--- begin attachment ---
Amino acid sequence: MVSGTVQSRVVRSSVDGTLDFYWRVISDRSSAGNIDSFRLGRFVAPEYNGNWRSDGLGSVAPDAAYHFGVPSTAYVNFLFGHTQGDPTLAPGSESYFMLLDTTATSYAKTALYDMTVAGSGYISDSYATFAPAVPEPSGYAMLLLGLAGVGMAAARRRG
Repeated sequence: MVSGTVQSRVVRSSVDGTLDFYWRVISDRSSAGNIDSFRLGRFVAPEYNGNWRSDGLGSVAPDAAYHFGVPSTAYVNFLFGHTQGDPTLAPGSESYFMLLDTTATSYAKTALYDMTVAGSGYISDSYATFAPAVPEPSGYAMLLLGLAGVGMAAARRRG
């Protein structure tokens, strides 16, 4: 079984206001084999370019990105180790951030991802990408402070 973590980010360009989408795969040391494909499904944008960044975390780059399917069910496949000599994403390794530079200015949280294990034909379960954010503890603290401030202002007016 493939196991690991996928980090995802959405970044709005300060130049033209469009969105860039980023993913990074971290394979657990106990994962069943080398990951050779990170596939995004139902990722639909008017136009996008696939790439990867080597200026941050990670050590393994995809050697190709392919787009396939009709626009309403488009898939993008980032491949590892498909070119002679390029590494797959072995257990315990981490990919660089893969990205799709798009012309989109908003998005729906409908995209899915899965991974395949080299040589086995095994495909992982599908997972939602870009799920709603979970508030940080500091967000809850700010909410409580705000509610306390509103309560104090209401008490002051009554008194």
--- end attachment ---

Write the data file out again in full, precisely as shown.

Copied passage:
Amino acid sequence: MVSGTVQSRVVRSSVDGTLDFYWRVISDRSSAGNIDSFRLGRFVAPEYNGNWRSDGLGSVAPDAAYHFGVPSTAYVNFLFGHTQGDPTLAPGSESYFMLLDTTATSYAKTALYDMTVAGSGYISDSYATFAPAVPEPSGYAMLLLGLAGVGMAAARRRG
Repeated sequence: MVSGTVQSRVVRSSVDGTLDFYWRVISDRSSAGNIDSFRLGRFVAPEYNGNWRSDGLGSVAPDAAYHFGVPSTAYVNFLFGHTQGDPTLAPGSESYFMLLDTTATSYAKTALYDMTVAGSGYISDSYATFAPAVPEPSGYAMLLLGLAGVGMAAARRRG
């Protein structure tokens, strides 16, 4: 079984206001084999370019990105180790951030991802990408402070 973590980010360009989408795969040391494909499904944008960044975390780059399917069910496949000599994403390794530079200015949280294990034909379960954010503890603290401030202002007016 493939196991690991996928980090995802959405970044709005300060130049033209469009969105860039980023993913990074971290394979657990106990994962069943080398990951050779990170596939995004139902990722639909008017136009996008696939790439990867080597200026941050990670050590393994995809050697190709392919787009396939009709626009309403488009898939993008980032491949590892498909070119002679390029590494797959072995257990315990981490990919660089893969990205799709798009012309989109908003998005729906409908995209899915899965991974395949080299040589086995095994495909992982599908997972939602870009799920709603979970508030940080500091967000809850700010909410409580705000509610306390509103309560104090209401008490002051009554008194």